Whenever you bring up prosperity and inequality these days, you almost always hear something about "incentives." If there's too much equality, the thinking goes, people won't be motivated to work as hard, and overall economic growth will suffer. People aren't going to work just out of a sense of obligation or whatever -- you have to structure it so that they need more money and more money is the reward.
Crucial to this picture is the idea that you have to appeal to self-interest, and that what that means in practical terms is money-as-motivator.
Because I think of this as so much a part of a certain kind of orthodoxy, I was very surprised to find the British Trade Secretary recently appealing to the opposite logic. People have to work harder out of duty, he said -- not thinking of what they want for themselves, but thinking instead of what they owe to others. What's even more surprising to me is that he wasn't talking about poor people and pulling yourself up by your bootstraps and all that yada yada. He was actually talking about rich people -- about the power-players of British industry.
The Secretary, a "Euroskeptic," was chastising these power players for being unwilling to engage in the wheeling and dealing he thought necessary to give post-Brexit Britain prosperity and a strategic advantage.
Calling the British "fat and lazy," he said that business leaders had an obligation to work harder and longer:
"We’ve got to change the culture in our country," he said. "People have got to stop thinking about exporting as an opportunity and start thinking about it as a duty -- companies who could be contributing to our national prosperity but choose not to because it might be too difficult or too time-consuming or because they can’t play golf on a Friday afternoon."
So: rich people are relaxing and hanging out, instead of working to earn more money, and the Secretary is telling them to suck it up and put their nose to the grindstone because it's their moral obligation.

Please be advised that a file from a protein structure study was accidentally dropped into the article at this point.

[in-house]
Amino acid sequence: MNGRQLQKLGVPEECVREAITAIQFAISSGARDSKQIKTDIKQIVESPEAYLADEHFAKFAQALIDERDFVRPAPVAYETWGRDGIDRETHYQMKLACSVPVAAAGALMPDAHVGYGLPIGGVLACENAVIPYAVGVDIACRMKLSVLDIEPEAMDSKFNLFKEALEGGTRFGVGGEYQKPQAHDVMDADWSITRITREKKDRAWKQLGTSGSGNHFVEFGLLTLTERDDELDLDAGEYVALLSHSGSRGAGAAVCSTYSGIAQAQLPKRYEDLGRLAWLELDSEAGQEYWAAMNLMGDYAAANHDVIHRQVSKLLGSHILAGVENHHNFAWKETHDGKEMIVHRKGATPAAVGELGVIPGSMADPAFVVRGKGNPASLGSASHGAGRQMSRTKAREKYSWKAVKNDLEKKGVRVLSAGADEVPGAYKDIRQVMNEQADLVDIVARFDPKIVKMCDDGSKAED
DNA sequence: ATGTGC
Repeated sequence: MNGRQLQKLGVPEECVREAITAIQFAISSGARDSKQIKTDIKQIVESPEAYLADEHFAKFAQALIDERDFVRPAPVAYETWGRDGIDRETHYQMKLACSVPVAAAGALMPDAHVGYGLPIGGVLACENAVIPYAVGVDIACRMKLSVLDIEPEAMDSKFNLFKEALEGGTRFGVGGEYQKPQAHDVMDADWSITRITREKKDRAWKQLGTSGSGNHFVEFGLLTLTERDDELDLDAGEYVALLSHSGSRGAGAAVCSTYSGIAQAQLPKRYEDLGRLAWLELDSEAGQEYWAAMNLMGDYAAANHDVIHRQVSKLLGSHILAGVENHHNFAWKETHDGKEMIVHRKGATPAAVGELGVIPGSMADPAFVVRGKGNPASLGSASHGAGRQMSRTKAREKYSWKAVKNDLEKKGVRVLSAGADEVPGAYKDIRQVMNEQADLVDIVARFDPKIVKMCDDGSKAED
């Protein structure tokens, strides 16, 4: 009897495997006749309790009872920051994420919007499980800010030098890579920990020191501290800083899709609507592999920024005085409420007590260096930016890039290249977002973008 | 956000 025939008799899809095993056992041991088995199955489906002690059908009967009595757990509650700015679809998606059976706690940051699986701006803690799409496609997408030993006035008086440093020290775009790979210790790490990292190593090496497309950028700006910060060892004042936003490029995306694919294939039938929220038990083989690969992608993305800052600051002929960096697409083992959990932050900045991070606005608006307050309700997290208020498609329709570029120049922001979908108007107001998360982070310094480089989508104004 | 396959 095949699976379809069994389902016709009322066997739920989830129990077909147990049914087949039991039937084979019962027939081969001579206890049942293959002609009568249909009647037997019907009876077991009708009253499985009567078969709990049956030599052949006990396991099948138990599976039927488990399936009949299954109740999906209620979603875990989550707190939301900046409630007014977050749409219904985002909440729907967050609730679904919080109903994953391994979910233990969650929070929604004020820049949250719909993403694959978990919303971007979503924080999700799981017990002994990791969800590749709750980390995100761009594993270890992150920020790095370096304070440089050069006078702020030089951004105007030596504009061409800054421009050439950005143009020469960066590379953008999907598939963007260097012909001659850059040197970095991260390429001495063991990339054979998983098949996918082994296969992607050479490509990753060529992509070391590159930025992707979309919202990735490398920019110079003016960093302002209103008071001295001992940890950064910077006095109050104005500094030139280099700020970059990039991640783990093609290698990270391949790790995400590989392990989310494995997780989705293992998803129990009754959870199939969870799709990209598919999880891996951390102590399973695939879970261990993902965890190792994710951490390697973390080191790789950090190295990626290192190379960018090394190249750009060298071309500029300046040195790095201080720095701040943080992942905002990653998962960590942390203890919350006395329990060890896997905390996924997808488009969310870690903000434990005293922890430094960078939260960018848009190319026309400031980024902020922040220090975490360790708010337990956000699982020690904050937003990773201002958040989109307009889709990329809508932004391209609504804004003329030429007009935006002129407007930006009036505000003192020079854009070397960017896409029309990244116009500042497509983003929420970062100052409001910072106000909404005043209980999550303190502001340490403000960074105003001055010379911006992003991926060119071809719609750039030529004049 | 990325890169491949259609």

Let me unpack the surprising things in this series of remarks. First, there's an acknowledgement that money isn't the only thing in life. As we've written about before, this directly contradicts the working assumption of many policy-makers and managers. For example, doctors trying to negotiate for more time just kept being asked what financial compensation they wanted. When they tried to explain -- no, it's not about money -- the response was basically, "Don't be ridiculous. It's always about money."
The Secretary's remarks are interesting because they explicitly acknowledge that it's rational and self-interested to act in ways that earn you less -- because you want to be doing other things. As indeed all of us do.
The second surprising thing is that there's an appeal to the concept of "duty" or obligation. Usually when you're talking about prosperity and economics, bringing up ethics and morals is verboten. In the economic model, people are self-interested -- there are no duties and obligations, there are just preferences you might have for doing one thing rather than another.
Now, suddenly, duties are back in the picture! Wow. This is potentially a big deal. Because if we can have duties and obligations to contribute to overall prosperity, even when we don't feel like it, then surely we can have a whole host of other obligations? Like making sure no one is going hungry or without medical care in one of the richest countries on the planet? Where will it all end?
Actually, the whole "duties of prosperity" thing brings up another thing we've covered previously -- about how economic thinking is weird when it comes to motivations. Because when we use economics, we're supposed to imagine ourselves as self-interested from the individual point of view. But we're also supposed to choose policies that maximize wealth or well-being overall -- choosing for general prosperity. The two are obviously different: what makes me wealthy or well may not be what makes everyone else wealthy or well. The chastised business leaders exemplify this perfectly: what makes them better off is golf. What makes the country more prosperous is something else entirely.
I guess one question all of this raises in my mind is something like this: if rich people want to golf more and poor people need more money, why can't we just move some money around? I mean, who needs British prosperity? Evidently not the business leaders. They're doing fine. They'd rather be kicking back with a pint.
The people who really need British prosperity are the poorer people. So here's a crazy idea: maybe instead of forcing rich people to work more when they'd really rather not, maybe we could just give the poorer people some of the extra money lying around in the richer people's bank accounts. Doesn't this seem like a simpler solution?
Don't the Secretary's remarks have a tone of "we're all in this together?" And if we're all in this together, why not go all the way?